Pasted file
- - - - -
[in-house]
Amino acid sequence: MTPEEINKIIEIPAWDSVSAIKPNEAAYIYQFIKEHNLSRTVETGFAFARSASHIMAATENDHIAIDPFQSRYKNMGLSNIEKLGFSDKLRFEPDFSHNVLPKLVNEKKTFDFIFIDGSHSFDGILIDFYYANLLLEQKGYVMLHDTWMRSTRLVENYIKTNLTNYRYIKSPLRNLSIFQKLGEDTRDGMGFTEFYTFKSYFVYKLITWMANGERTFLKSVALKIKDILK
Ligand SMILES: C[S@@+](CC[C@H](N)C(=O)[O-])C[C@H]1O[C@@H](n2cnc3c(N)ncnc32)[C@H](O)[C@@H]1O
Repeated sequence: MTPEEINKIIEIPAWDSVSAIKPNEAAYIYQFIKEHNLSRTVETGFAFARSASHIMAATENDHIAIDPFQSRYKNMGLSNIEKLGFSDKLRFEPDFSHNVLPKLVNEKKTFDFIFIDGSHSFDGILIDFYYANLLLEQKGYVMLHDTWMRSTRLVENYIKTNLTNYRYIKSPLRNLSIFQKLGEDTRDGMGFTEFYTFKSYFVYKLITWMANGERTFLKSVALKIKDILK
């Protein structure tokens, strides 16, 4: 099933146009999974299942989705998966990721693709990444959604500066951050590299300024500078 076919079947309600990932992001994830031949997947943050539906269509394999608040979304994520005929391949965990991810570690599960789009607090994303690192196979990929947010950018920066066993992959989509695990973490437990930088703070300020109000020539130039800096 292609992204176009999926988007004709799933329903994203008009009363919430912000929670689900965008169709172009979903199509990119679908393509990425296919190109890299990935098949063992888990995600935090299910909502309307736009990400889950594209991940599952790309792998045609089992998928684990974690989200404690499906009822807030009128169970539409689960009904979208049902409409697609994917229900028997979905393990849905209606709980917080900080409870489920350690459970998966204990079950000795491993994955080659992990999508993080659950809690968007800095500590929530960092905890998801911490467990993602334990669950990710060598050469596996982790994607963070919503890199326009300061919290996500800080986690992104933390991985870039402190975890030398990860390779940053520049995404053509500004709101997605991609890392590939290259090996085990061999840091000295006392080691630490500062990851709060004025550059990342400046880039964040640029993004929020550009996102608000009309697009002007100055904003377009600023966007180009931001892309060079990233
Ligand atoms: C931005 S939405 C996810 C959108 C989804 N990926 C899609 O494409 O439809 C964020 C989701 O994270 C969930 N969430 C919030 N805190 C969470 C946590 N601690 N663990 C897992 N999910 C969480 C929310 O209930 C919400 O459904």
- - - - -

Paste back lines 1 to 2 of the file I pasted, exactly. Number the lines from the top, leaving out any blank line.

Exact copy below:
[in-house]
Amino acid sequence: MTPEEINKIIEIPAWDSVSAIKPNEAAYIYQFIKEHNLSRTVETGFAFARSASHIMAATENDHIAIDPFQSRYKNMGLSNIEKLGFSDKLRFEPDFSHNVLPKLVNEKKTFDFIFIDGSHSFDGILIDFYYANLLLEQKGYVMLHDTWMRSTRLVENYIKTNLTNYRYIKSPLRNLSIFQKLGEDTRDGMGFTEFYTFKSYFVYKLITWMANGERTFLKSVALKIKDILK